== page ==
Closing the Toronto International Film Festival, Paolo Barzman's Emotional Arithmetic opens in the Eastern Townships of Quebec, where a family's awaiting the arrival of a guest. But it's not a normal family, and it's not a normal guest. Melanie (Susan Sarandon) is looking forward to the guest's arrival; her husband David (Christopher Plummer), less excited. The guest is Jacob (Max von Sydow), who Melanie hasn't seen since the darkest days of World War II, where Jacob looked out for her and a young Irish boy, Christopher at a French transit camp. At the airport, Melanie's surprised to find that Jacob, just released after 35 years in a prison psychiatric camp, is accompanied by the now-grown Christopher (Gabriel Byrne). Memories, regrets, past pain and and what-could-have-been hang in the air. ...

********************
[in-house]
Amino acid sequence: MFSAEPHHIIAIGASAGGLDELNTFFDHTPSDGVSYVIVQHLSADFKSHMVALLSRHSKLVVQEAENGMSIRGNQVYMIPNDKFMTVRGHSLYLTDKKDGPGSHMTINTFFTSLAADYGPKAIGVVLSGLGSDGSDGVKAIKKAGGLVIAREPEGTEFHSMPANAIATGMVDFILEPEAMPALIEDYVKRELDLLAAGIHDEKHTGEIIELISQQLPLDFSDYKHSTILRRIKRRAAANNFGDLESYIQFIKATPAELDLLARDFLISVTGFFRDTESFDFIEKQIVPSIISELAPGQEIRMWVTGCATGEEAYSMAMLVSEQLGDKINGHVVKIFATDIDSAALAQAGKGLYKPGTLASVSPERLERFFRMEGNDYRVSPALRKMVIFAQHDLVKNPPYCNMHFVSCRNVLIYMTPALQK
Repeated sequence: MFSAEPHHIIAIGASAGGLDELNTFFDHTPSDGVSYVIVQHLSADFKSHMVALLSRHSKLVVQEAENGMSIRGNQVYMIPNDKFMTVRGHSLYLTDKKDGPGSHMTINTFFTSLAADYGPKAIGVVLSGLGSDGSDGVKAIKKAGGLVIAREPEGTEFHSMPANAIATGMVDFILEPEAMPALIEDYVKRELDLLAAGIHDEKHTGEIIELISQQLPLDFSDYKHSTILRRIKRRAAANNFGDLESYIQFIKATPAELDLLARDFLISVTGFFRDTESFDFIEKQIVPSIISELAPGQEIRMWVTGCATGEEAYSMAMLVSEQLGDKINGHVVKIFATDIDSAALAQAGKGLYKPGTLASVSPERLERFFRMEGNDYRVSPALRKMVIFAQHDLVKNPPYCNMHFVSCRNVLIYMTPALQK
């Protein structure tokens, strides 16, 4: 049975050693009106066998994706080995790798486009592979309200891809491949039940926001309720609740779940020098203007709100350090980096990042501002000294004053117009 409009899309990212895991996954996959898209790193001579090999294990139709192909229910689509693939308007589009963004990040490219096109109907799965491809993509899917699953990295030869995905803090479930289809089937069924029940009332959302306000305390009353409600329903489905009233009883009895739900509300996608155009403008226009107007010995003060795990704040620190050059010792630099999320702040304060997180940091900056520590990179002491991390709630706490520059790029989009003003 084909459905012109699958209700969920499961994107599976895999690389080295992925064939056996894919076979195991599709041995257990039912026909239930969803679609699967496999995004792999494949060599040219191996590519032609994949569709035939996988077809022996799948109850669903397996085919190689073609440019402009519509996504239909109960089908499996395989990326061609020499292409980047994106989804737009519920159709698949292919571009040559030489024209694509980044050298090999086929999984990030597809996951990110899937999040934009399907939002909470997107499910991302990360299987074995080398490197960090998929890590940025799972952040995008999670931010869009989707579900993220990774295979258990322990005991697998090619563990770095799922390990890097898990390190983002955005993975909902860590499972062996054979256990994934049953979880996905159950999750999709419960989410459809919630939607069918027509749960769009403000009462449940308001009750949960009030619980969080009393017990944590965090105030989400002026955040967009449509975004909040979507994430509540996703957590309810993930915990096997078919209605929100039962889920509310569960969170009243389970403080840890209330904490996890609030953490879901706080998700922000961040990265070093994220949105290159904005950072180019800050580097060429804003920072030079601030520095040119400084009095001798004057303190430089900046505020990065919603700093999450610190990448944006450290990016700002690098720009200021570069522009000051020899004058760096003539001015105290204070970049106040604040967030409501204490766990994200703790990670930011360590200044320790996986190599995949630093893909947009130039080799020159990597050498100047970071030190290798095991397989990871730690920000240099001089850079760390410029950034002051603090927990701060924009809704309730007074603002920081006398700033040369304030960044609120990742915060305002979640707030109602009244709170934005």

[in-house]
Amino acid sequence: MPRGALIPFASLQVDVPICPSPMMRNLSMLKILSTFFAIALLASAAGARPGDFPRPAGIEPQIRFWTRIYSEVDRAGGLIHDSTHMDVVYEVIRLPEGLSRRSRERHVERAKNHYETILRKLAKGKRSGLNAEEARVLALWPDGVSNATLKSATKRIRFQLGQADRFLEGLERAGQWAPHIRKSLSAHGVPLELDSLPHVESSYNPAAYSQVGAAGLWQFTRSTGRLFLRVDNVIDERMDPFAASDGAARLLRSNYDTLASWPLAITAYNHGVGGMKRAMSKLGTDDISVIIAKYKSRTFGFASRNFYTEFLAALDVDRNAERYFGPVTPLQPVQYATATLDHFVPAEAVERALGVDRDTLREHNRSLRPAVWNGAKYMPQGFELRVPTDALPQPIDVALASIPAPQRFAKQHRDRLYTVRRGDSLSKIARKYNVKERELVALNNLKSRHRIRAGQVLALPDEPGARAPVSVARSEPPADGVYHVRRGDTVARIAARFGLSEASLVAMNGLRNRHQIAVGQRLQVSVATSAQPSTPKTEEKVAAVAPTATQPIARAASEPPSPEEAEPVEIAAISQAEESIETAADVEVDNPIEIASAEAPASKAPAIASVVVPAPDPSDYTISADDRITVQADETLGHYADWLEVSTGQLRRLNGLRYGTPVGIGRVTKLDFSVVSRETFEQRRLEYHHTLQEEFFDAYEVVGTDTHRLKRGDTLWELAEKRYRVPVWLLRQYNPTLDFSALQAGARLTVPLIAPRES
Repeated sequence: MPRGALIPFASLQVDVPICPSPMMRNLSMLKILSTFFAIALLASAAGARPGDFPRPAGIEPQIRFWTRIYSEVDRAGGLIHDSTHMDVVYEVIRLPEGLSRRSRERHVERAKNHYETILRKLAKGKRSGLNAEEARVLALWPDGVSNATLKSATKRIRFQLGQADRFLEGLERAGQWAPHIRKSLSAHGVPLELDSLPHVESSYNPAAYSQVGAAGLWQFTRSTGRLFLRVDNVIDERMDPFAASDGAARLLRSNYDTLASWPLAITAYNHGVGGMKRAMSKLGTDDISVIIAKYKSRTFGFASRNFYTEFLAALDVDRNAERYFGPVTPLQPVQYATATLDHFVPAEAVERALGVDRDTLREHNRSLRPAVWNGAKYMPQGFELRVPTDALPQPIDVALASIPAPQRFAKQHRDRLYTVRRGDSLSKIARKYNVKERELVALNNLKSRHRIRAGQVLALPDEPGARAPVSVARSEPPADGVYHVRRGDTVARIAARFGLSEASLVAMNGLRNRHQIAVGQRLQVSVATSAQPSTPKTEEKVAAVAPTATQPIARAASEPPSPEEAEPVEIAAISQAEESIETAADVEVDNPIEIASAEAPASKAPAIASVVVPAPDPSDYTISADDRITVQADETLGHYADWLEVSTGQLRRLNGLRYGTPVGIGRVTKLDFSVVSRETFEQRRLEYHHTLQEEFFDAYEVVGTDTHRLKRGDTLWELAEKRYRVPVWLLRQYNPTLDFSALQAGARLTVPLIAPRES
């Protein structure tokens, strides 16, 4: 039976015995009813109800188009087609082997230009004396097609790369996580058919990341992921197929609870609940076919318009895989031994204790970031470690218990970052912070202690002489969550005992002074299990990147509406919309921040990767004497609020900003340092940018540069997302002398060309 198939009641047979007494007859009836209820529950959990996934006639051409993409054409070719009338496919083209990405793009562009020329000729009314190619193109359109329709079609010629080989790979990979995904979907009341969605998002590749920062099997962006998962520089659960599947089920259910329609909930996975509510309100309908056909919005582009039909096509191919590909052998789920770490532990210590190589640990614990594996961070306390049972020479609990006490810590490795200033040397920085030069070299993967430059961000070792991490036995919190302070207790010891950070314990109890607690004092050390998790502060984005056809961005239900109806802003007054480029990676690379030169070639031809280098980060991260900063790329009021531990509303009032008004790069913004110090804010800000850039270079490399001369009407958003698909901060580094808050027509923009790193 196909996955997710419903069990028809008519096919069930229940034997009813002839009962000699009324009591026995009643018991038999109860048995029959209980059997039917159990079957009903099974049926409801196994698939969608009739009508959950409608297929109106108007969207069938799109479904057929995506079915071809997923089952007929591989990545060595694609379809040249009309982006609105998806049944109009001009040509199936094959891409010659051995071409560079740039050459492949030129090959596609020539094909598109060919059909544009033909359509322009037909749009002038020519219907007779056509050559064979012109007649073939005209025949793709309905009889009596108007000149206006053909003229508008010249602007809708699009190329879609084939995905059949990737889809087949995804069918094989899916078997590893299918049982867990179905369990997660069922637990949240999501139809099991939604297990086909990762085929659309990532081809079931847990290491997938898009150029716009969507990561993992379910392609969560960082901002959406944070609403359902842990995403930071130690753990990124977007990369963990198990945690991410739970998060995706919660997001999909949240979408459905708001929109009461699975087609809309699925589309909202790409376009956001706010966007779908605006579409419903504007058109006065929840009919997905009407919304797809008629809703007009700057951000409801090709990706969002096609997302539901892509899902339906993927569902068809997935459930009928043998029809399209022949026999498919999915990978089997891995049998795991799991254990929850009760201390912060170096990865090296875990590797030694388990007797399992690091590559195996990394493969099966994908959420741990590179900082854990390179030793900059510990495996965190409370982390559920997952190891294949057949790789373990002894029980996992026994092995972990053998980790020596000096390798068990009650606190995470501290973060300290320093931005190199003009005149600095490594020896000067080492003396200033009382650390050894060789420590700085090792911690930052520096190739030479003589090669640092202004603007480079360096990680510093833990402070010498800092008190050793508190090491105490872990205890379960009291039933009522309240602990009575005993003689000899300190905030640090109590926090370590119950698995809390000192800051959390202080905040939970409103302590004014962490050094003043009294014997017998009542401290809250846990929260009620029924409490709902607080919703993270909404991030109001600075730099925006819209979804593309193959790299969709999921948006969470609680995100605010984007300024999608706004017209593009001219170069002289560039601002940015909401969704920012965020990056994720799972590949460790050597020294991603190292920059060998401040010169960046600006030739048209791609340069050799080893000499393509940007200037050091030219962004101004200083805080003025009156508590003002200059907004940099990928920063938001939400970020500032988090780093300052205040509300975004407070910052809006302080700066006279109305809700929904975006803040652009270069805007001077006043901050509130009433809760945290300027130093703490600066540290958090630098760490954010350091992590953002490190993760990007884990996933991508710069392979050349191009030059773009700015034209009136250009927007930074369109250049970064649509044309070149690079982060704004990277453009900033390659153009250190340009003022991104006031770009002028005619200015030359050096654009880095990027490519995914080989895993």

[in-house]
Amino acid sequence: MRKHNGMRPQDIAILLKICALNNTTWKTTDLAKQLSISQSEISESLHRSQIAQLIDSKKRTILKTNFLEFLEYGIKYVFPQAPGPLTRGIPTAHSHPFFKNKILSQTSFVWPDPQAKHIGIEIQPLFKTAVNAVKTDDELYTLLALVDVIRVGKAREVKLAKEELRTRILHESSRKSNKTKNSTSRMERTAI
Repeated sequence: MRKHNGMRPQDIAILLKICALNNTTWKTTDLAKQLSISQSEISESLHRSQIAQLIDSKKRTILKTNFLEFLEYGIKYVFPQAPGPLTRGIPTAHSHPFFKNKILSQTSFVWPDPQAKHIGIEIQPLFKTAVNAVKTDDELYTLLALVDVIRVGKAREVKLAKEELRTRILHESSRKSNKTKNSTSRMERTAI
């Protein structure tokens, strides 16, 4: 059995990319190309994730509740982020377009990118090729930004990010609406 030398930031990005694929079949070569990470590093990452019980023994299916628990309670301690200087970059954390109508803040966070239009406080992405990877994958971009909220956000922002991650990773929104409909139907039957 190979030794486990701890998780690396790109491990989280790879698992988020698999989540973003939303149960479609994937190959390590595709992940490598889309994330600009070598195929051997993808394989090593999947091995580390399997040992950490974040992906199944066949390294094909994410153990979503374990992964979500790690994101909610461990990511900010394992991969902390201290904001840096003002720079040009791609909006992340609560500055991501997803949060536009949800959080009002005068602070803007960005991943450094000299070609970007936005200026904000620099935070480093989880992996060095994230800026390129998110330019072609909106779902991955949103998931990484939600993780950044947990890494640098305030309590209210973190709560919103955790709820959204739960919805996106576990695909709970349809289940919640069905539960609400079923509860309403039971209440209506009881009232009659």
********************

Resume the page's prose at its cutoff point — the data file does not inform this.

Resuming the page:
Based on Matt Cohen's novel, Emotional Arithmetic is earnest and fact-filled ... and completely inert; it's like looking at a civics class diorama. The problem isn't primarily the actors, all of whom are fine; it's more that they aren't asked to do much more than show up and be who they are -- Plummer brisk and brusque, Sarandon flighty-yet-flinty, Byrne handsome but haunted, von Sydow weary but wise. Roy Dupuis, playing Melanie and David's son, actually stands out even though his character's not given much to do; it may be because Dupuis isn't simply coasting on his familiarity and prior roles.